American Postcard

by Jason Thompson


Motorplant Rocks My Booty

Steve! Eric! Andy! Kevin! These are the fresh-faced men who make up Motorplant, one hell of a rock solid outfit who cut straight to the chase. No bullshit here. Just 12 rock and roll songs (plus a sneaky bonus track) that sound like they had the radio in mind. Good for them. It’s time somebody came back and tried to push some rock into the atmosphere that has nothing to do with the flash in the pan sucesses of bands like, oh, ahhhh . . . hmmm. Who does currently rock on the radio these days?

The album is called American Postard, and sure enough, this stuff sounds all-American. The hottest song on here in undoubtedly track two, “Alright” which features some Cars-like guitars, a solid beat, and some of those cool old vocoder tricks that used to be in all the great tunes. Nowadays, the vocoder has been misused and redesigned to sound like that wacked-out robot on tunes like Cher’s “Believe”, Daft Punk’s “One More Time”, and countless others. Motorplant mixes up equal parts power and jangle pop and just good old rock. It’s been a while since I heard such off the cuff musings as “That girl is a head case, yeah / She’s all American” (from “All American”). The song comes off like a nice tribute to the ‘80s without ever sliding headlong into all the worst musical wrappings of that decade. I also really enjoy “Awkward Girl”, which features a happy-go-lucky guitar riff and some seriously fine bass work.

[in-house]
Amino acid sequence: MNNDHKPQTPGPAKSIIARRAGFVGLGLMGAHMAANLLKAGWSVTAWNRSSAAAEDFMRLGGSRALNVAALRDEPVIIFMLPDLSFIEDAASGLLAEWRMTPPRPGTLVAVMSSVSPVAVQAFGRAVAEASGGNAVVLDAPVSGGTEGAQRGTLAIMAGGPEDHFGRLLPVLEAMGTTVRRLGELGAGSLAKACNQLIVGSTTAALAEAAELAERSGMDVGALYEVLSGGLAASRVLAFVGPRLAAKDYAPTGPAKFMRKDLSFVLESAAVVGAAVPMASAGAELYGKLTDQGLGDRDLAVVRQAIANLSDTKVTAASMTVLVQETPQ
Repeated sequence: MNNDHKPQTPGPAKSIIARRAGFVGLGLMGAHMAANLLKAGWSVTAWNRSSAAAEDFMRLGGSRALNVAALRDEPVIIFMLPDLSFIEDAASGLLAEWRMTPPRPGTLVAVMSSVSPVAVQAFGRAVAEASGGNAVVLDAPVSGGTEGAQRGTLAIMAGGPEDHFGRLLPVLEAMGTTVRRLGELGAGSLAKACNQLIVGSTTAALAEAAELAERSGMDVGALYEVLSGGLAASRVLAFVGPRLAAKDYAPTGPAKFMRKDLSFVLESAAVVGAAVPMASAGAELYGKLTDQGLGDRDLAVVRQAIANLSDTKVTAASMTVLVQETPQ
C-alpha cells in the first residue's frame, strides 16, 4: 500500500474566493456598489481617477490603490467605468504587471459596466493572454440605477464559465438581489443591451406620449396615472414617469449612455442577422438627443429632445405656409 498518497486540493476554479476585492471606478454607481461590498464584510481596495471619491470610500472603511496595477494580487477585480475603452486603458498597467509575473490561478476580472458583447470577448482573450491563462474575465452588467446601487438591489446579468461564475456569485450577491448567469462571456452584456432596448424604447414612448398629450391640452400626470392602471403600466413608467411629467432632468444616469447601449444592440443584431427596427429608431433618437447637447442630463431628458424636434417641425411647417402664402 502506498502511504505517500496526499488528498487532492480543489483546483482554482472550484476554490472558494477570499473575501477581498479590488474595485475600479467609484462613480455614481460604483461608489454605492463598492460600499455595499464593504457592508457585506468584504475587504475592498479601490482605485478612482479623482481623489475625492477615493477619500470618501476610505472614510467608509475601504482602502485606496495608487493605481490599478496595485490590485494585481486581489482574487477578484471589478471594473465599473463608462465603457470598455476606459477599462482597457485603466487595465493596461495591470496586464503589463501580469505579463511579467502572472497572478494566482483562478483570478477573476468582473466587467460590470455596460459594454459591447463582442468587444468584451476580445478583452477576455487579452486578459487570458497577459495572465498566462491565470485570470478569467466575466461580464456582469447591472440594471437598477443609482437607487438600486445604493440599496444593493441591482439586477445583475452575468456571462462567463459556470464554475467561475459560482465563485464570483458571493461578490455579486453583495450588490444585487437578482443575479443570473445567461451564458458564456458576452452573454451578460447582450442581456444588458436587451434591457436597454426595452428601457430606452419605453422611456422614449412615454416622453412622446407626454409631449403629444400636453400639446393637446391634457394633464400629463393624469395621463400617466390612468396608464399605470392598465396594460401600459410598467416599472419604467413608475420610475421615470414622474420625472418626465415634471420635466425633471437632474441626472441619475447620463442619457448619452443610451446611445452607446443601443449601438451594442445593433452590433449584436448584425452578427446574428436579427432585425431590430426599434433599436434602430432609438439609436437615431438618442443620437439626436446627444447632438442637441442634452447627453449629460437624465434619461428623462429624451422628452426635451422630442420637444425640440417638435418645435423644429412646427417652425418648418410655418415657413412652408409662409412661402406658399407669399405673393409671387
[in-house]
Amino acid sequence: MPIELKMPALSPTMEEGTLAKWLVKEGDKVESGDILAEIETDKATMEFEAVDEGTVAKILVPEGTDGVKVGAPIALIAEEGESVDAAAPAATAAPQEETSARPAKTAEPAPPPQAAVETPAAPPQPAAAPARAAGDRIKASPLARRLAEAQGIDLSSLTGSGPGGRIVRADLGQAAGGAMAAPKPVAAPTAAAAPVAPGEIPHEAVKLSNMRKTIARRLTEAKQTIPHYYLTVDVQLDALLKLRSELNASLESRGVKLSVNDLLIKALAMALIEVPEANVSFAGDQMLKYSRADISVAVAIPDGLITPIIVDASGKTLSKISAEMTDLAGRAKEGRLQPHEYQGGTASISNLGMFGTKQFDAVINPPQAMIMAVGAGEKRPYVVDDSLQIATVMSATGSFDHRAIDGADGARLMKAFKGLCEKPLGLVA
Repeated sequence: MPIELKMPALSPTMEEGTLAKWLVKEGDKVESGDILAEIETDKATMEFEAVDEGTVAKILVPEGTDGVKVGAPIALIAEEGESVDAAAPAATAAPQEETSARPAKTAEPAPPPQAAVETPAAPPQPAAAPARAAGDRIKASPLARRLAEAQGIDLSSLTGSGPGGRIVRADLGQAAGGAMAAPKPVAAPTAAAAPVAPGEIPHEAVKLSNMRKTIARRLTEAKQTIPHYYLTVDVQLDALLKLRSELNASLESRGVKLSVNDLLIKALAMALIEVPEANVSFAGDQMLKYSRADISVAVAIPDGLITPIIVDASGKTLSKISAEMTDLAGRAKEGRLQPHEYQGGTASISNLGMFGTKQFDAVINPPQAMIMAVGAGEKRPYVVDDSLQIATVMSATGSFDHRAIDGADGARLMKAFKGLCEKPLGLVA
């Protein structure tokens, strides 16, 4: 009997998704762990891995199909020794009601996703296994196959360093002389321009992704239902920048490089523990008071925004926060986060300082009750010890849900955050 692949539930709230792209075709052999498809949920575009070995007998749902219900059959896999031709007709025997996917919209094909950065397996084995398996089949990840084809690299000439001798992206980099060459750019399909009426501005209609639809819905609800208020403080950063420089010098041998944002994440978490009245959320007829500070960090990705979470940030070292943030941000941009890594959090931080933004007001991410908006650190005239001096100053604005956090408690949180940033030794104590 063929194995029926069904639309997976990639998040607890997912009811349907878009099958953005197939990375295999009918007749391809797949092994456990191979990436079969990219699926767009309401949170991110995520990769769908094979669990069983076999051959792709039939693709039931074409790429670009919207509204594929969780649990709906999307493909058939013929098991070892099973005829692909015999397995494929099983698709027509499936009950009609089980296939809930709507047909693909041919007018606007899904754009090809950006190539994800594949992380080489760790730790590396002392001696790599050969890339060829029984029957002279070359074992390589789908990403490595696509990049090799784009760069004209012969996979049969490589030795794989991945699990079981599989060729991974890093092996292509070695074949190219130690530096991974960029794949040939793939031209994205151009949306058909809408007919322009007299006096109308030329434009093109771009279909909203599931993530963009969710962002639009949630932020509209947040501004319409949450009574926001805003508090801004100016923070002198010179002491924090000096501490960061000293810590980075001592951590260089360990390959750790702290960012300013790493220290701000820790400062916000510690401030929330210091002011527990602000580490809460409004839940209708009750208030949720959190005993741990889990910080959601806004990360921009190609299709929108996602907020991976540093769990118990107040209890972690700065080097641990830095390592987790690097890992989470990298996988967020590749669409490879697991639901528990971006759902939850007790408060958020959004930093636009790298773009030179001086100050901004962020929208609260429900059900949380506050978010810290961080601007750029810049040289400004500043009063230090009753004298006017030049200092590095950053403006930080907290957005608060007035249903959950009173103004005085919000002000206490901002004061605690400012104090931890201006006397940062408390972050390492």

cover art


American Postcard


American Postcard isn’t filled with too many slower songs. For the most part, it’s a rocked-out affair that swings mercilessly. However, “Am I” shows the band quite capable of cooling things down just as well, complete with some nice, tight vocal harmonies that kind of remind me of the old days of arena rock. Man, now where has that whole genre gone? Enjoy the memories to this tune. “Rift” contines along this mode, with some killer guitar licks, funky lyrical executions, and an ass shakin’ rhythm.

A couple of times, things get a little too dramatic, as both “Smell the Fear” and “Wounded” show. However, for the most part Motorplant and American Postcard are thoroughly rocking affairs. A visit to the band’s website revealed that the group is indeed picking up some good radio airplay. From what I can tell, the band deserves it as they have seemingly tapped into the kind of rock that everyone and their brother used to get into easily. They may just be able to bring those days back once more if they keep albums such as this one coming.

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